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© 2014 Association for Child and Adolescent Mental Health. Background: Psychiatric disorders run in families, and early twin, family and adoption studies confirmed that this was due in part to shared genetic inheritance. While candidate gene studies largely failed to reliably identify genetic variants associated with psychiatric disorders, genome-wide association studies are beginning to do so. However, the proportion of phenotypic variance explained remains well below what would be expected from previous heritability estimates. Scope: We review possible reasons for this 'missing heritability', and whether incorporating gene by environment interactions into our models will substantially improve our understanding of the aetiology of psychiatric disorders, and inform clinical perceptions and practice. Findings: We discuss potential limitations of the gene by environment interaction approach. In particular, we discuss whether thes e are likely to be a major contributor to psychiatric disorders at the level of the specific interaction (as opposed to at an aggregate level). Conclusions: Gene by environment interaction studies offered initial promise that a far greater proportion of phenotypic variance could be explained by incorporating measures of environmental exposures into genetic studies. However, in our opinion, there are few (if any) clear examples of gene by environment interactions in psychiatry, and their scope for informing either our understanding of disease pathology or clinical practice remains limited at present.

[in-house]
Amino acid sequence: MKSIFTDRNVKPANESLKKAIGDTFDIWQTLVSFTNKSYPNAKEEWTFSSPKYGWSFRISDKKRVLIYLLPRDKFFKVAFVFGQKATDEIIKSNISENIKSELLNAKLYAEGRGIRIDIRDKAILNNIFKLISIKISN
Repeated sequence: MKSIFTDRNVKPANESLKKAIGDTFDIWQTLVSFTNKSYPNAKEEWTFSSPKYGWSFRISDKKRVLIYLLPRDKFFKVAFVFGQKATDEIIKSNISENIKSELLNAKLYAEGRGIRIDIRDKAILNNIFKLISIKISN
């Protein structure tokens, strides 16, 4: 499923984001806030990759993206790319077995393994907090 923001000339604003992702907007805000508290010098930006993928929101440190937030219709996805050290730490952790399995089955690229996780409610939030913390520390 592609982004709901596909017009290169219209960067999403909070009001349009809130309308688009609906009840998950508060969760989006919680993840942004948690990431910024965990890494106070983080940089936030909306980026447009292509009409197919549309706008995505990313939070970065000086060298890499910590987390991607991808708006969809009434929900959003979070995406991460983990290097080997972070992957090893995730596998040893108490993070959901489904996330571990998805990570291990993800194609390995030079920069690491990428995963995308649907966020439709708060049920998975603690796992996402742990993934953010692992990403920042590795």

Original publication




Journal article


Journal of Child Psychology and Psychiatry and Allied Disciplines

Publication Date





1092 - 1101